THE Minister of Health has slammed the organisers of a huge Spanish tech show, which was cancelled due to coronavirus.
Salvador Illa and the World Health Organisation (WHO), condemned those
behind the Mobile World Congress, due to be held in Barcelona on 24-27
Illa is angry that the event was axed over safety concerns due to the
newly named Covid-19 coronavirus.
In a statement by the show’s CEO John Hoffman, the convention was
scrapped after major exhibitors such as Nokia, Sony, Amazon, Ericsson
and Intel all backed out over health concerns.
However the WHO and leading figures in the Spanish government have
called the move out as ‘scaremongering’ and insisted that holding such
an event in Spain posed no threat to the general public.
In a press conference held on Thursday, Illa made his stance very clear
to the Spanish media.
“There is no public health reason that is preventing holding this type
of event,” he said.
Despite this year’s MWC expecting nearly 20,000 visitors from the Asia
Pacific region, including 5,000 from China, most medical organisations
also explained that with the right procedures in place, the event would
have gone ahead with no issues.
Questioning the real motives of the cancellation, Spanish Deputy Prime
Minister Carmen Calvo also expressed her concerns surrounding the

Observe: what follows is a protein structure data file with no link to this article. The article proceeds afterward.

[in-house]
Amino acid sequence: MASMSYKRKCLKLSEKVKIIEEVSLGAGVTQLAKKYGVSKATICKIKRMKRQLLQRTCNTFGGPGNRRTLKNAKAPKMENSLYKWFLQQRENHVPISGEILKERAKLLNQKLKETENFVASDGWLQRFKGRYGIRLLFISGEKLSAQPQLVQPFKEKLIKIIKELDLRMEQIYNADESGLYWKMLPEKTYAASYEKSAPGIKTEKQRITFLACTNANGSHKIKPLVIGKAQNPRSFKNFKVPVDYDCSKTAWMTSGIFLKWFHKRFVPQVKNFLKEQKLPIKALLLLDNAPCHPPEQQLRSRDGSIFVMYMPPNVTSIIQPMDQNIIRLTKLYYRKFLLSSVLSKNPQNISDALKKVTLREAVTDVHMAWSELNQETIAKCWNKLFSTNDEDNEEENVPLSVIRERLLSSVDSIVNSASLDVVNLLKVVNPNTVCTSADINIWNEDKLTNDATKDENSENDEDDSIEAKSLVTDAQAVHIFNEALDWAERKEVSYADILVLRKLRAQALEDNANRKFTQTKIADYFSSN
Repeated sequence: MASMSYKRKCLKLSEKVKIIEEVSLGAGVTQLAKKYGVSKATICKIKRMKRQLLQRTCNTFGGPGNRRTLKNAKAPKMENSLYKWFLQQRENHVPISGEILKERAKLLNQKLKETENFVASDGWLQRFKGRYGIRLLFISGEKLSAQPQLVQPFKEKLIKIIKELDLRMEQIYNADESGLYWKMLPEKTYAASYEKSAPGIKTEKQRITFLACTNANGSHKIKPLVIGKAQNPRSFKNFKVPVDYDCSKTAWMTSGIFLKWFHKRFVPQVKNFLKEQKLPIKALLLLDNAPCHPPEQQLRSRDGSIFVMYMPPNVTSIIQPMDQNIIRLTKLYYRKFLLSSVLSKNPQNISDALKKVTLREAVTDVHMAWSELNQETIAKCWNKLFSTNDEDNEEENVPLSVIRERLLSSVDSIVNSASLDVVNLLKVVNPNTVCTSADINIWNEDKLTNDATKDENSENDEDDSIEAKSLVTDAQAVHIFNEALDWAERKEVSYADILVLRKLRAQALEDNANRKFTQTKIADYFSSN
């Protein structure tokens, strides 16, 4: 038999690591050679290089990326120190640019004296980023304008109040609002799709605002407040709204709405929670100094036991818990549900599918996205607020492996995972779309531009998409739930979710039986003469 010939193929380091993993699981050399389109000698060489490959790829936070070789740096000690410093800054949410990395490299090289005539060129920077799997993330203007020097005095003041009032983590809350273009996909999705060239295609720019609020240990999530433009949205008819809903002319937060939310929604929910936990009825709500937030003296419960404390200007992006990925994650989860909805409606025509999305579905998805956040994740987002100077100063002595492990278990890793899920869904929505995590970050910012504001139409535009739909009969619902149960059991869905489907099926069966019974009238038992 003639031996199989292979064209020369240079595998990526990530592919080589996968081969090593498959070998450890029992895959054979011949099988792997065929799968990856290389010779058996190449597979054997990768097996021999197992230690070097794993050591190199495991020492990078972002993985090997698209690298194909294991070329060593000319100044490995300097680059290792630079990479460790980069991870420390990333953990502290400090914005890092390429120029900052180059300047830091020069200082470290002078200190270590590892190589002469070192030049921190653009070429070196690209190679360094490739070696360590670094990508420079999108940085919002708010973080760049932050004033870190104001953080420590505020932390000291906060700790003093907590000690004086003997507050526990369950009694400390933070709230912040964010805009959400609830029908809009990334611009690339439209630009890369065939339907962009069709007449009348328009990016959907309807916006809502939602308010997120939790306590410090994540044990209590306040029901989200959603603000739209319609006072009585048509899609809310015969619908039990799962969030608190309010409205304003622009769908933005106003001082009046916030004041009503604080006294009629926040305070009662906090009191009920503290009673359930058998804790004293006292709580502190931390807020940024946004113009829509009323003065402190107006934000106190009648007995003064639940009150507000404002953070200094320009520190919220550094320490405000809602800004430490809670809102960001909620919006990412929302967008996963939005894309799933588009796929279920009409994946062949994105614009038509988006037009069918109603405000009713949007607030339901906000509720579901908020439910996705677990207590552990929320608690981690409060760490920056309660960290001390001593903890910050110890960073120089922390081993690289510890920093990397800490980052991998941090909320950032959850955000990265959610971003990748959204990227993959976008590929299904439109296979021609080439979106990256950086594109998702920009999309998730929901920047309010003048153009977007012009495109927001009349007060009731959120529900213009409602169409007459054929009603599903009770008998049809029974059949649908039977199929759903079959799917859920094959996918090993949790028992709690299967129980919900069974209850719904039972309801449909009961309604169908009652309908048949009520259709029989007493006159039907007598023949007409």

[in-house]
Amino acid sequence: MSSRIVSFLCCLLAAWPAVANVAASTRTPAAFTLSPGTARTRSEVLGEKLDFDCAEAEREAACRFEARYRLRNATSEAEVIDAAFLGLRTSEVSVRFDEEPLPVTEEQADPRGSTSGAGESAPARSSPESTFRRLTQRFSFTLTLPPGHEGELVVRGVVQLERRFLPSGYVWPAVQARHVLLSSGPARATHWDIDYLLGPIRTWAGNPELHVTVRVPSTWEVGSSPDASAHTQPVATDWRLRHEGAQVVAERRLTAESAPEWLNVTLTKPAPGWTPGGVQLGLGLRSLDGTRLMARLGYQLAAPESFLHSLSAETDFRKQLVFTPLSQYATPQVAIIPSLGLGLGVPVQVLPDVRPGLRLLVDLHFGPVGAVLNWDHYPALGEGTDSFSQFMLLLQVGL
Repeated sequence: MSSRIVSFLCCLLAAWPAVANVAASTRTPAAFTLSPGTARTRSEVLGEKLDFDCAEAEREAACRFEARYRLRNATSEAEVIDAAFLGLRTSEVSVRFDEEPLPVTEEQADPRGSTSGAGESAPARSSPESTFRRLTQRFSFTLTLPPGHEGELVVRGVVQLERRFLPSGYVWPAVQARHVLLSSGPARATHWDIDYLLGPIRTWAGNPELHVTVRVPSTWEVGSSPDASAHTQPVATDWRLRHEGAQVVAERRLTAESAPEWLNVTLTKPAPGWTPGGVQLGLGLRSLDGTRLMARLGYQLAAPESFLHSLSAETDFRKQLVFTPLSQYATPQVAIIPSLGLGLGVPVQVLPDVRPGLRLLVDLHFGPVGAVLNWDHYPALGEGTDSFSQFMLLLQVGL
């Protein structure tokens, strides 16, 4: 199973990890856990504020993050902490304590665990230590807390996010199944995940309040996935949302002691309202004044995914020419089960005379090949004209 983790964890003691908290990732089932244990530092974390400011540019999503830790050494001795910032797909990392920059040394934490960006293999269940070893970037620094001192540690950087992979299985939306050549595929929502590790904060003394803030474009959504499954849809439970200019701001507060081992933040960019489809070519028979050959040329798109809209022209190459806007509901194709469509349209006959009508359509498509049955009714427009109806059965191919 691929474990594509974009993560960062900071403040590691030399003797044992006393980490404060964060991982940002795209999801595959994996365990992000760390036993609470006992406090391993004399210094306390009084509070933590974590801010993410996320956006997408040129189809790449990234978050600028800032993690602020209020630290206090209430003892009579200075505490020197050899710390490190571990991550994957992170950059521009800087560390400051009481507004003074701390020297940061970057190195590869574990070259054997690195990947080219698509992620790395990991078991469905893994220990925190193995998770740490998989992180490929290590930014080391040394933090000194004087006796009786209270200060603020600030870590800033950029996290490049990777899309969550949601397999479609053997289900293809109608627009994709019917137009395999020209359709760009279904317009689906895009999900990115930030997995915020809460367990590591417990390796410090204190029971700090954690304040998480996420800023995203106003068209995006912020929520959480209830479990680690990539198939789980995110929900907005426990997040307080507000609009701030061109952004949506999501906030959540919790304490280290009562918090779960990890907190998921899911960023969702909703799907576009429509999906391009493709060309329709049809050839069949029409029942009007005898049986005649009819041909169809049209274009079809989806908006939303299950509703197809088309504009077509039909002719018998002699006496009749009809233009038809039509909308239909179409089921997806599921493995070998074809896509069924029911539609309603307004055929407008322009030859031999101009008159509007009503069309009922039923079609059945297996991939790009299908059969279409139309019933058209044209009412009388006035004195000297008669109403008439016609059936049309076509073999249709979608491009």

“It’s not over any health alert in our country; we are in a very good
response situation,” she said.
So far in Spain, only two cases of the coronavirus have been confirmed,
both mild, and both isolated to the Canary and Balearic islands.
The organiser of the trade show, GSMA, has left numerous companies with
huge unpaid expenses too, by citing the cancellation as a ‘force
majeure’, meaning that it is not liable for any sort of compensation.
Barcelona has also been left reeling as the conference, held since 2006,
on average brings an income to the city of over €500 million, including
over 13,000 temporary jobs.
The European Centre for Disease Prevention and Control [ECDC] explained
that although they made suggestions in their disease protocol that large
gatherings of people were not advised, it was down to individual
organisers to make their own decisions.
They did suggest though that against normal cancellation procedures, the
GSMA did not come to any agreement with public officials to cancel the